Jondré Pryor

KIPP Metro Atlanta School Leader Jondre Pryor

Now that I’ve lived in other places, I realize that the way I came up was unique. I grew up in Southwest Atlanta. My mom was an educator and my dad worked for the Ford Motor Company. We were working class folks in a predominantly black neighborhood. But let me tell you—and this is what made my upbringing unique, this is what makes Atlanta unique—there were role models all around. Andrew Young, Maynard Jackson, Shirley Franklin—they all lived right around the corner. And at my public school, there were black teachers who loved and cared about us, teachers who imbued in us a sense of self-esteem, pride, and determination. Was life perfect? No. But in my school and in my neighborhood—everywhere you looked—there were professional black people changing the scope of Atlanta.

I had so many people pour so much into me. So I joined Teach For America because I wanted to make sure black and brown children were able to have the opportunities any other child was afforded. Time goes fast. I taught in East Oakland, then New York, came back to Atlanta, then off to New Orleans, then back again. I started at KIPP in 2004. And just like that, I’m in my 9th year as principal.

I’m so proud of my staff and scholars. The community we have created is special: there is a rigorous culture around academics as well as character. And the teachers in this school…how do I say this? They are caring and nurturing, they are empowering, they hold each other accountable—and they also understand that we are part of a results-oriented business. If the opportunities don’t come up for our kids and our families, we look at ourselves in the mirror. Teaching is a weighty task. We are charged with one of the most important jobs in the world. But to change the trajectory of the lives of our students and families, we all know that we need results.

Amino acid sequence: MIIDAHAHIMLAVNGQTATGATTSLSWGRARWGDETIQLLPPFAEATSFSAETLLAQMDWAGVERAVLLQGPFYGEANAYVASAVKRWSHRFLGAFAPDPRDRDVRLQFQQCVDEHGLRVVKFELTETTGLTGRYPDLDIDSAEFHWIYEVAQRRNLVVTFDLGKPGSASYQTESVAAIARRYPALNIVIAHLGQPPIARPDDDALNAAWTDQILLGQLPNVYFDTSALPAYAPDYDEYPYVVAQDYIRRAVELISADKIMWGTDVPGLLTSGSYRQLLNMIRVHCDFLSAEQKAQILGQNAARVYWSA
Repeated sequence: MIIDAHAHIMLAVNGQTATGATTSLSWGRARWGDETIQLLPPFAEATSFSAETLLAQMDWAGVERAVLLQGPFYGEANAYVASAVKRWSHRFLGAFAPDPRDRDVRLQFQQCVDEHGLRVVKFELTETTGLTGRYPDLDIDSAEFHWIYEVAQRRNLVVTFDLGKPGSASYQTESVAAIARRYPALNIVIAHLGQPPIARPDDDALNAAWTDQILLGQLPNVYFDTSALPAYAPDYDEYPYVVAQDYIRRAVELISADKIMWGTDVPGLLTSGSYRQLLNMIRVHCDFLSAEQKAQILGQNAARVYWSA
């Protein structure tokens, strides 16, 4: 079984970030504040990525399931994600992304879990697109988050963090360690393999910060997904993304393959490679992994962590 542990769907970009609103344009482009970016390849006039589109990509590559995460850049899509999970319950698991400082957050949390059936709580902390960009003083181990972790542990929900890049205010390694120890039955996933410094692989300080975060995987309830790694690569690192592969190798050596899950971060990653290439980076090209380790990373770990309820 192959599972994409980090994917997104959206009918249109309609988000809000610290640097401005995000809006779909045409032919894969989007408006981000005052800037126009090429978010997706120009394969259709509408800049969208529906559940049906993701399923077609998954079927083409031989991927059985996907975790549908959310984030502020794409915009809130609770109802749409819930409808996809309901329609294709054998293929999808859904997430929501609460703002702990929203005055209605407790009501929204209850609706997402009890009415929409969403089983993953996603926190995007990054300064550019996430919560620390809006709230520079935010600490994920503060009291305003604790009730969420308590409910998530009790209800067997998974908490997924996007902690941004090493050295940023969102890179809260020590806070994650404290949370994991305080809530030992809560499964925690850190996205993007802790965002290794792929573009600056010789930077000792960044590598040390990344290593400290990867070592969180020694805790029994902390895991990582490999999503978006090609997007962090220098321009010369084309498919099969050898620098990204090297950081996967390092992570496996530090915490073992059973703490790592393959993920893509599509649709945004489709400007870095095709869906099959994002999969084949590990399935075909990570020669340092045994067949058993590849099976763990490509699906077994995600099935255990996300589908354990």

People always ask, “What keeps you up at night?” And the answer, for me, is this: nothing. Now, don’t get me wrong, there is a whole lot we can do better. Right now, our school is focused on our students’ writing. We’re focused on setting up restorative practices; that is, we are shifting our discipline program away from separating students through detention or suspension and creating a model that builds more positive and healthy relationships. And of course, we are consistently and constantly working with our students to build and strengthen their character. But no, I don’t lose sleep. Like we teach our students, we come to this beautiful place ready to work. We give it our all. We make mistakes. And then we go home—to live our full lives—and come back the next day ready to be even better.

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